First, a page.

A cultural explanation of why we foreigners love Italian food
Never and nowhere will you find a man who does not like Italian cuisine! Indeed, any form of disagreement stops when pizza, pasta, risotto, bruschetta and pannacotta are brought to the table.
What kind of epidemic has taken over the world, causing people to revere Italian delicacies? One possible answer is not just the combination of ingredients, but also the idea that eating with a lot of passion is part of the overall Italian culture. And the word “world” (sorry for the pun) is exactly the key. Italian recipes have always been influenced by several cultures that passed through the territory of the Roman Empire, some as subjugated peoples, others as conquerors. Culinary influences mixed like everywhere else, and later fresh spices and unusual products from the new continents arrived in the ports of the peninsula.
A little history
The Italian diet already contained all kinds of foods such as meat, fish, fruits and vegetables, although they were sometimes combined in a way that today would seem strange to us. With the spread of Islam in southern Europe in the 9th century, a clear oriental impact on Italian cuisine could be observed. In Sicily and southern Italy, the Arabs brought the culture of making ice cream, as well as other Arabic specialties and sweets. For example, the brokenfamous Sicilian dessert, comes from the Arabic name of its pottery, the qas’ah.
The tradition of cooking ancient Roman dishes was poorly preserved in the Middle Ages. Indeed, as people rarely had the means to buy meat, they developed different vegetable recipes. However, an evergreen Italian food like pizza has its roots in the days of the ancient Romans, who already baked a similar roll, later called pizza. After a few centuries, the popular Margherita pizza was invented in honor of Queen Margherita: green basil, red tomatoes and white mozzarella reflect the national colors of Italy.
Italian identity and the national sense of food took shape among the magnificent Roman ruins and the beauty of the Venetian canals, in the narrow streets of Naples and under the bold arches of Bologna, in the Renaissance splendor of Florence and in the factories noisy. from Milano.
Tradition as a reminder of true values
So let’s say it. Although it may seem pretentious, Italy is one of the last nations in Europe able to preserve the tradition of gathering family and friends around a table. Here, this ritual is seen as a salvation or an escape from a hectic life and from the increasing alienation of human beings. That is why, almost all lunches or dinners are accompanied by pasty wines whose scents spread on the table like a summer sea breeze.
Never a table for one… It’s tradition!
Indeed, in Italy cooking is a real pleasure that is celebrated daily with family or friends, whether at home or in a good restaurant. The typical meal is prepared in large quantities, and cooking can take hours, as Italians never eat alone. Lunch or dinner is considered a time families should spend together, talking about issues, events, and experiences.
The contrast between North and South
One of the main geographical differences between northern and southern Italy is the vast Po Valley. Indeed, as soon as you move south from Emilia-Romagna, you will cross the mountainous backbone of Italy. That is why in the north there is more pasture and – where there is pasture – there are also cows. Beef and veal, milk, butter, sweet creams and delicious cheeses like Parmiggiano Reggiano are king here.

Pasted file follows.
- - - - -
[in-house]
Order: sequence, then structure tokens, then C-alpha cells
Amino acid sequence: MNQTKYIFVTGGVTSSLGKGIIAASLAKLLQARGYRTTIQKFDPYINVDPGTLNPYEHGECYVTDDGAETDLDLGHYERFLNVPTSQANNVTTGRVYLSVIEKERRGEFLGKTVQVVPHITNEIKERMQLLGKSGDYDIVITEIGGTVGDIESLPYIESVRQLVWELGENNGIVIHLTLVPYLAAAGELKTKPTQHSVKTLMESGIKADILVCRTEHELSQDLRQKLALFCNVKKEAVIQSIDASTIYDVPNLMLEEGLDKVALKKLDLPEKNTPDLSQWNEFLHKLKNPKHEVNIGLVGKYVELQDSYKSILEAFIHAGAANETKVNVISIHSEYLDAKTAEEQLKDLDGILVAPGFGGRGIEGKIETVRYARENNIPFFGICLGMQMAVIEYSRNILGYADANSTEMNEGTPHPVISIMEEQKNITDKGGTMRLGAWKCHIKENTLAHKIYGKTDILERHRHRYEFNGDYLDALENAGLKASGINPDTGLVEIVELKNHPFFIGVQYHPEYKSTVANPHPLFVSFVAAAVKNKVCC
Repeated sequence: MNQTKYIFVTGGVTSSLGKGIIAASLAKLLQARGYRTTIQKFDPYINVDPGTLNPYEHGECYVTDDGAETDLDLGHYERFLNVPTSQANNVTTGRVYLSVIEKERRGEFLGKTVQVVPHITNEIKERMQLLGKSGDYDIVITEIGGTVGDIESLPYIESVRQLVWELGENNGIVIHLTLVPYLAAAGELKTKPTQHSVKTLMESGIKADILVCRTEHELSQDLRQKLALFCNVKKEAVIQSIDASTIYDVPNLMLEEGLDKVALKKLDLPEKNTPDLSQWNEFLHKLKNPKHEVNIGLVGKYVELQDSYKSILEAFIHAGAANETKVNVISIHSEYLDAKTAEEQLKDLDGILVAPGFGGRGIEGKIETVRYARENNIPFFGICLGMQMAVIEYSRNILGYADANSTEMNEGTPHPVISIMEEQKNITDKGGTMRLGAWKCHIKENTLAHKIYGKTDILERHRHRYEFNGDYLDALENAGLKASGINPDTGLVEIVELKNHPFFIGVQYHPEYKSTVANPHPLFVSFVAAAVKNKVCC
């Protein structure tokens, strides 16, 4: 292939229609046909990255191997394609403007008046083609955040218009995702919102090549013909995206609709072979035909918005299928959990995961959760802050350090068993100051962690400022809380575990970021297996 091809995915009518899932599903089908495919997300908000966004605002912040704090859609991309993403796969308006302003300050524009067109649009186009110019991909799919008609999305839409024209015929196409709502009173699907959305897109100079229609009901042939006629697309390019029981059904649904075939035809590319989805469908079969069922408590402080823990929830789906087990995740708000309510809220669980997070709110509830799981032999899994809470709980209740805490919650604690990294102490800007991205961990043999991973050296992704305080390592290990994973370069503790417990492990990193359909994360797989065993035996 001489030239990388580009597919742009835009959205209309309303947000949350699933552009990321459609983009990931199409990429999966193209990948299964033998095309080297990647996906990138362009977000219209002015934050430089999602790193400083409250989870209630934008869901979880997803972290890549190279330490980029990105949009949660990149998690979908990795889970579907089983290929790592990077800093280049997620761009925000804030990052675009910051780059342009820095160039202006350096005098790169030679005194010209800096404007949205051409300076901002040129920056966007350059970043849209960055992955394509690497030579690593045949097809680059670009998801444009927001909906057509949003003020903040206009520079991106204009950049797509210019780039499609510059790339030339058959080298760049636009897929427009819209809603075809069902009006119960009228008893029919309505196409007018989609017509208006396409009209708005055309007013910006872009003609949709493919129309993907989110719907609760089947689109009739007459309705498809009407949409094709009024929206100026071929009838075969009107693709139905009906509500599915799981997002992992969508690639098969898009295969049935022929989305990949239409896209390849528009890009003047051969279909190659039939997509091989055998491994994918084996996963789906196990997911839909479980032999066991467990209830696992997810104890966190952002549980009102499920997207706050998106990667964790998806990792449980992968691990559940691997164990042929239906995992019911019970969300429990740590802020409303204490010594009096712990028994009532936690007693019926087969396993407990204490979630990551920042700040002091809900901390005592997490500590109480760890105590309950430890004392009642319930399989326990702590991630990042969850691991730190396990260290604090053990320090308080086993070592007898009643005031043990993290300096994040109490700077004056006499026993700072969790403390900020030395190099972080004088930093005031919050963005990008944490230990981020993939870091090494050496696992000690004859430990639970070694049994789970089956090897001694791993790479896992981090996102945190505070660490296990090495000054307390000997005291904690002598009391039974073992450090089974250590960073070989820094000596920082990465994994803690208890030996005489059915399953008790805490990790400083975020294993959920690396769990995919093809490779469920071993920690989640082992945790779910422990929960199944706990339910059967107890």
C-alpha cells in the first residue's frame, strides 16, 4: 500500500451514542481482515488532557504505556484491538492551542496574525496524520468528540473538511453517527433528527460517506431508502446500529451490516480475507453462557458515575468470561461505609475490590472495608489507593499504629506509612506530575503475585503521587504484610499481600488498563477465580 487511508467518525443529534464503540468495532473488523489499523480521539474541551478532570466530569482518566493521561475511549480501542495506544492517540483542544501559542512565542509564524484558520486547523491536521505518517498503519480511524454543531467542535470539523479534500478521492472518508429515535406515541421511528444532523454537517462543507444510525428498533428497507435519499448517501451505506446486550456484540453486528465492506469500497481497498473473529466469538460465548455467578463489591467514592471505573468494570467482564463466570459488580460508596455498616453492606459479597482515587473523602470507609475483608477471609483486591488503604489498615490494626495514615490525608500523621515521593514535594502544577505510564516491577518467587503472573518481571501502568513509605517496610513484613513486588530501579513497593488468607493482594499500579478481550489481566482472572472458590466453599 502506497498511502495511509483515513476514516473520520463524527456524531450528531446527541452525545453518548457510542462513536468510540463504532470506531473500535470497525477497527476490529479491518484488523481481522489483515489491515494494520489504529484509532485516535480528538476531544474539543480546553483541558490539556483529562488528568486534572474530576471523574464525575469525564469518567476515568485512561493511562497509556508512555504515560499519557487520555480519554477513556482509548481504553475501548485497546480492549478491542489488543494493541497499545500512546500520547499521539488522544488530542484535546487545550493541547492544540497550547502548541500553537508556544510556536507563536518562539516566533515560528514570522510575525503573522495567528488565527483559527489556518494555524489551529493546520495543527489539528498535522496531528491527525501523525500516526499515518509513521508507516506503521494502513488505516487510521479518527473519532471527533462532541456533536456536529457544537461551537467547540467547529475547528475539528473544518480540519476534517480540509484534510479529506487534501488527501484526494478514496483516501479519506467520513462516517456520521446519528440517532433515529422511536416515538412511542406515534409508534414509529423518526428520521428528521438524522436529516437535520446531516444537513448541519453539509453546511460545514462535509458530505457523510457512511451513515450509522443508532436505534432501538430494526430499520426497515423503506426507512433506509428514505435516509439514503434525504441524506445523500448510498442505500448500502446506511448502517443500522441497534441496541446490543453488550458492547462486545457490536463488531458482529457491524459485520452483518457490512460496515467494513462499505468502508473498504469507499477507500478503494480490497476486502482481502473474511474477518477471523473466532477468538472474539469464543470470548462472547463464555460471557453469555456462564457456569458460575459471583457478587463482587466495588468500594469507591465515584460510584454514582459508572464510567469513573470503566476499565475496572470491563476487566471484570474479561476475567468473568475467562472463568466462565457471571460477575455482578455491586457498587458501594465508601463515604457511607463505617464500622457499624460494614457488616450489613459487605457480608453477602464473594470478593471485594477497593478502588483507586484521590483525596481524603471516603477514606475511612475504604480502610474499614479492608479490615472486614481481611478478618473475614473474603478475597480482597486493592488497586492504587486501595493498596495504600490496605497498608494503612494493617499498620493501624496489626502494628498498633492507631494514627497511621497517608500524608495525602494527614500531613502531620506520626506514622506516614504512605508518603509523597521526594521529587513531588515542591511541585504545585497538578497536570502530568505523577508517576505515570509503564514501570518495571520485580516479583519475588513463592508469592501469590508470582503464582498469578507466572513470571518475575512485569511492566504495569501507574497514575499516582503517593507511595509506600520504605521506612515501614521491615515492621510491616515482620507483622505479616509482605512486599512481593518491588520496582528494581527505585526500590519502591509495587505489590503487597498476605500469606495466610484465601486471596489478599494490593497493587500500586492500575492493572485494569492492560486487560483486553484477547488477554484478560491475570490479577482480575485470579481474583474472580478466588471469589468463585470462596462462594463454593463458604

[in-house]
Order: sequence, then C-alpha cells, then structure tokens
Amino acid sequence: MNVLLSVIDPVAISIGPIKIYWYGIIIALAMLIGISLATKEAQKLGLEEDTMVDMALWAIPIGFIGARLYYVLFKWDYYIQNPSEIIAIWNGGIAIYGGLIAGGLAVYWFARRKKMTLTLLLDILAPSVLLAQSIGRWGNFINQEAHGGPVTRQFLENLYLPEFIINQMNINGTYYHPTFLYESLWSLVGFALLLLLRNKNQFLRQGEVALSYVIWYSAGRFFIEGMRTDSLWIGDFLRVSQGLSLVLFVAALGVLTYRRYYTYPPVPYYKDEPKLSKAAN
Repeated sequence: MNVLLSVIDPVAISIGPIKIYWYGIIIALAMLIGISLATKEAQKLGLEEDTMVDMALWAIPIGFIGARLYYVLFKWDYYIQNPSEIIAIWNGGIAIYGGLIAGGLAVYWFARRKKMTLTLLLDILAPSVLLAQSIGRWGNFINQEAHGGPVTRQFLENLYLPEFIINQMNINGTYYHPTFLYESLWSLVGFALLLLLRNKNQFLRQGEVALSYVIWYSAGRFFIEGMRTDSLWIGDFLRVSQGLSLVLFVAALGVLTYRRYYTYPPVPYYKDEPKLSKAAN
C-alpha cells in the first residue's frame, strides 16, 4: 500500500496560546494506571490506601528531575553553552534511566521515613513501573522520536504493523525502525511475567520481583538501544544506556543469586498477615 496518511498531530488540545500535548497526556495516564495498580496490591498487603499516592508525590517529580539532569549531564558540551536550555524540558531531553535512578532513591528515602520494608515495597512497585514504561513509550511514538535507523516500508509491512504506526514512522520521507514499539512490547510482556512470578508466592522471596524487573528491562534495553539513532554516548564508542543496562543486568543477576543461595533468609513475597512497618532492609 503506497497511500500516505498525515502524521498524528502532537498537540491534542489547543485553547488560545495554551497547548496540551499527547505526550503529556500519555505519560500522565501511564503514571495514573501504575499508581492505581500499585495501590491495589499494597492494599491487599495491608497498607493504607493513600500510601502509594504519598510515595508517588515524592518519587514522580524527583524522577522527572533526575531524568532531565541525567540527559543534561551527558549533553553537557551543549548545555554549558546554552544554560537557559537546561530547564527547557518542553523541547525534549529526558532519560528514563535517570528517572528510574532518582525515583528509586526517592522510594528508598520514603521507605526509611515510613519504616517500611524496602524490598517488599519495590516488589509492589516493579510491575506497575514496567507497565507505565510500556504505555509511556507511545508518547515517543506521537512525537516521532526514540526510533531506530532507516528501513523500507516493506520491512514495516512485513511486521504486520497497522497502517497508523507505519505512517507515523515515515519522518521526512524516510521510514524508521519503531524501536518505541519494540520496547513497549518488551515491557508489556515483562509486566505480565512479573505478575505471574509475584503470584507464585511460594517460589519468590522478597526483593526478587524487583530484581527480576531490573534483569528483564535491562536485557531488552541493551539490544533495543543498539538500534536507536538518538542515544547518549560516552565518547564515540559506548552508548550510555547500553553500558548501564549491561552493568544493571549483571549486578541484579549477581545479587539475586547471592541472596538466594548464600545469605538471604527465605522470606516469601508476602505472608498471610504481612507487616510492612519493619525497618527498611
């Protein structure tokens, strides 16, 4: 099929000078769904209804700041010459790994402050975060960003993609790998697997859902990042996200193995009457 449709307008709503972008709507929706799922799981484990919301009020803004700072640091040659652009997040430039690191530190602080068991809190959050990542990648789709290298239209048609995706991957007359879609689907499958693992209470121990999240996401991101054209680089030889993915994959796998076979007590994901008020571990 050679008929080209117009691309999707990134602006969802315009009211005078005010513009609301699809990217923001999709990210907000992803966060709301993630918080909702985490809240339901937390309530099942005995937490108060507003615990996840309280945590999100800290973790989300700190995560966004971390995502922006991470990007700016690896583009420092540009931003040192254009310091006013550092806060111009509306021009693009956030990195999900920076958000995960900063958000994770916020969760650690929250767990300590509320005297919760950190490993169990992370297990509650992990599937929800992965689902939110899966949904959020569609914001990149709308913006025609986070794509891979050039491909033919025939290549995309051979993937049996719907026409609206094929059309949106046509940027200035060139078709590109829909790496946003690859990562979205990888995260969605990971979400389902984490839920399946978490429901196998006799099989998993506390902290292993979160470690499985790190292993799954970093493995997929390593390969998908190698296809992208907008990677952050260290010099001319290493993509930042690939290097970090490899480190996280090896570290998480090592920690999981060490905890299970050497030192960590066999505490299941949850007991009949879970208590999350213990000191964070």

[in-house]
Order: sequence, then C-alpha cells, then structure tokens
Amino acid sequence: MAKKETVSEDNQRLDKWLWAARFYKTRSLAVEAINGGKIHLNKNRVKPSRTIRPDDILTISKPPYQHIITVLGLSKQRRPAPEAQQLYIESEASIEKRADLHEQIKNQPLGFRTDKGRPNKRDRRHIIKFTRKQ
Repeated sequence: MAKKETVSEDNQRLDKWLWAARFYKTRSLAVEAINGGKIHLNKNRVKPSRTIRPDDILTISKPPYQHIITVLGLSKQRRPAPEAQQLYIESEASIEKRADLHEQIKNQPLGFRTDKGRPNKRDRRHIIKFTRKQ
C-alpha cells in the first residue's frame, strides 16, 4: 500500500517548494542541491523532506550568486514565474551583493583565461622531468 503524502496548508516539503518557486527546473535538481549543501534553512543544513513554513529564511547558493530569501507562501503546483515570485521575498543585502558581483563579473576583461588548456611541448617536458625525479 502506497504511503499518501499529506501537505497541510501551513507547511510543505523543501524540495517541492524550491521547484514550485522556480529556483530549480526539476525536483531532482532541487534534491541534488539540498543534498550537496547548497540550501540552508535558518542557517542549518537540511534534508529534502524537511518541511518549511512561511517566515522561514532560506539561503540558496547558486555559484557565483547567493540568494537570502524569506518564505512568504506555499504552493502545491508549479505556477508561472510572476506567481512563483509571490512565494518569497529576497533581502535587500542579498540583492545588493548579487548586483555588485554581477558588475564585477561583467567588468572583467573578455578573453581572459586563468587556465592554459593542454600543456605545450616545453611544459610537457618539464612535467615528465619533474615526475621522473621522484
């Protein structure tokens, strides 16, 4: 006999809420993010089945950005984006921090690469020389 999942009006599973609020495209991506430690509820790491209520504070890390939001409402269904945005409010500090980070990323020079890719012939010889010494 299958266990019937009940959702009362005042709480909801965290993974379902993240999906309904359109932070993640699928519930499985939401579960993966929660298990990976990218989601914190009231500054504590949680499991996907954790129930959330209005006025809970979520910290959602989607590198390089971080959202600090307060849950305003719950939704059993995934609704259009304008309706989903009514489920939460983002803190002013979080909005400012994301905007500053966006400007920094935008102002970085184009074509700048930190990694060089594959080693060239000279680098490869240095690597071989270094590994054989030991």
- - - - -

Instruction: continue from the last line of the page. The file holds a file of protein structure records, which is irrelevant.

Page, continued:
Olive oil is used throughout the boot, but in the South it is the key ingredient, as butter or creams are not used there. However, there are a lot of goats and sheep, and from their milk you can taste strong Pecorino cheese. From the Steps down you will rarely find a calf, but instead you will find lambs, pigs and chickens.
Even homemade pasta is made differently according to the traditions of each part of the country.
Finally, the islands. Sicily has been influenced by the Greeks, Spaniards and Arabs, and it’s not for nothing that couscous is a traditional dish. This also applies to seafood. The fish of the Adriatic is different from that of the Tyrrhenian Sea and, especially in the warm Sicilian Sea, swordfish is common.
Italians are tied to their provinces and get angry if they come from Venice to Florence and find their food prepared differently. Recipes have not moved from one province to another, because Italians love everything domestic.
Wine as a way of life
An old Roman proverb says:To get to know a nation – sit at its table, try its food and drink its wine, then you will know what kind of people they are“. That said, the The Italian love for wine is no secret. Italy is the largest producer of wine in the world, and locals use it in abundance as, on average, they drink 13.6 billion glasses of wine per year. So that everyone can enjoy this nectar of the gods, in Abruzzo there is even a free wine fountain 24 hours a day. The oldest winery in the country, Barone Ricasoli, was founded in 1141 in Tuscany.
Wine is one of the cornerstones of Italian culture and lifestyle, a crucial element that fosters the passion that pervades the whole country from top to bottom. In ancient times, the Greeks, who considered wine a sacred drink, called Italy Enotria, which means “land of wine”. Wine was already an integral part of daily life, a custom that remains the same today. Thus, in Italy, the cult of wine continues to be perceived as a gift from heaven, and many Italian vineyards (there is not a corner of the country where they are not found!) grow with great love and creativity. . Finally, Italian wines have a specific taste because they are made almost exclusively from native grape varieties. Although you can easily find the highest quality white wines, Italian red wines are known to be the best in the world.